Indonesia is likely to cultivate sorghum as an alternative food staple to wheat as many factors hinder the latter's local production, a food expert says.
"Since wheat is a subtropical plant, we need to focus first on cultivating a tropical breed," said Listyani Wijayanti, from the State Ministry of Research and Technology, on Thursday.
She said further research was necessary to identify and anticipate potential wheat diseases in tropical soils and weather like Indonesia's.
The current land shortage is also a problem hindering cultivation, Listyani said.
She said wheat cultivation was neither possible in low-lying land, which is used for rice, nor high-altitude soils used for vegetable cultivation.
"In effect, this relegates wheat cultivation to marginal soil considering current land shortage. We need to extensively research the possibilities," Listyani said.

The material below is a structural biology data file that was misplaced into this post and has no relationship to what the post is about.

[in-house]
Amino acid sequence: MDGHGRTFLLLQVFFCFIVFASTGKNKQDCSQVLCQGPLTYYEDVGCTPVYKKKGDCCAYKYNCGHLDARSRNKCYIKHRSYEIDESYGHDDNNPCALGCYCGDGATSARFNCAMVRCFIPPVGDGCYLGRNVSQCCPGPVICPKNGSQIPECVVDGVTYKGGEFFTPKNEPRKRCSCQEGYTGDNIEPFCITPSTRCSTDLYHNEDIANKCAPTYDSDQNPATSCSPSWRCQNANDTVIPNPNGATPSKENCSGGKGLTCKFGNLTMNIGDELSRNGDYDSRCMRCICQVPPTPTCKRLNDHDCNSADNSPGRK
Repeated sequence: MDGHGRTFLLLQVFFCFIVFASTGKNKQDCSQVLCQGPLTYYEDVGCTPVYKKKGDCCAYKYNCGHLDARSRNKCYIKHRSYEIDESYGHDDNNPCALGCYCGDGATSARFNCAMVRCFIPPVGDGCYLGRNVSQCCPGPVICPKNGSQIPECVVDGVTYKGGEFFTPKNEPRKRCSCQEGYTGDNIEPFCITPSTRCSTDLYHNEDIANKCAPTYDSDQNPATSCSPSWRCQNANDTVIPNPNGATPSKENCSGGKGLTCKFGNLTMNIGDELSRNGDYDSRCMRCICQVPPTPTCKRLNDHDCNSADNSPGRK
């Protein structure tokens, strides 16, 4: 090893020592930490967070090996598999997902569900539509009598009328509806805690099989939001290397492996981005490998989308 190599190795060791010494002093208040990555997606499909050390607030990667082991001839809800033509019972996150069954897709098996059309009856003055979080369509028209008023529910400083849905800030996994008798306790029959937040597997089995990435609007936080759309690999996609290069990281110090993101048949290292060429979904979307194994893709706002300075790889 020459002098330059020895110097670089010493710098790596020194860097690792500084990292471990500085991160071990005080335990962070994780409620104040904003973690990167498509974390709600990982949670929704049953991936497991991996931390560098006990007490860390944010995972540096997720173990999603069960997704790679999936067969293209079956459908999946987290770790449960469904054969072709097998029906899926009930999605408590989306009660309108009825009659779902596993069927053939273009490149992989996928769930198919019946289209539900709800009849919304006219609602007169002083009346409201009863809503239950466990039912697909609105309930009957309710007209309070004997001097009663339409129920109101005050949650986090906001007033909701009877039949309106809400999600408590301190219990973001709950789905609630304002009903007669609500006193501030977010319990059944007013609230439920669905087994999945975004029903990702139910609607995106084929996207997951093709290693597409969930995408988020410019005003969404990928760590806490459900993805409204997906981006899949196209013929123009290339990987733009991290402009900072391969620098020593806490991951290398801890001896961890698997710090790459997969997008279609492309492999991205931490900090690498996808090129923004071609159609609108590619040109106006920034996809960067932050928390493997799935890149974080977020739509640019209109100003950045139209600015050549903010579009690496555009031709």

The grain sorghum cultivation, however, was more likely in the short run, she said, adding that sorghum cultivation could serve as a preliminary stage prior to venturing into wheat.
"While sorghum grains can be used as a food staple, sorghum stems are useful for bioethanol," Listyani said.
Indonesia has recently begun diversifying its food staple production in order to anticipate rising wheat import costs.
"Food invasion from the West, such as bread, as well as noodles from the East, are really doing our head in as the type of wheat used to produce such items do not grow in Indonesia," State Minister for Research and Technology Kusmayanto Kadiman said. (*)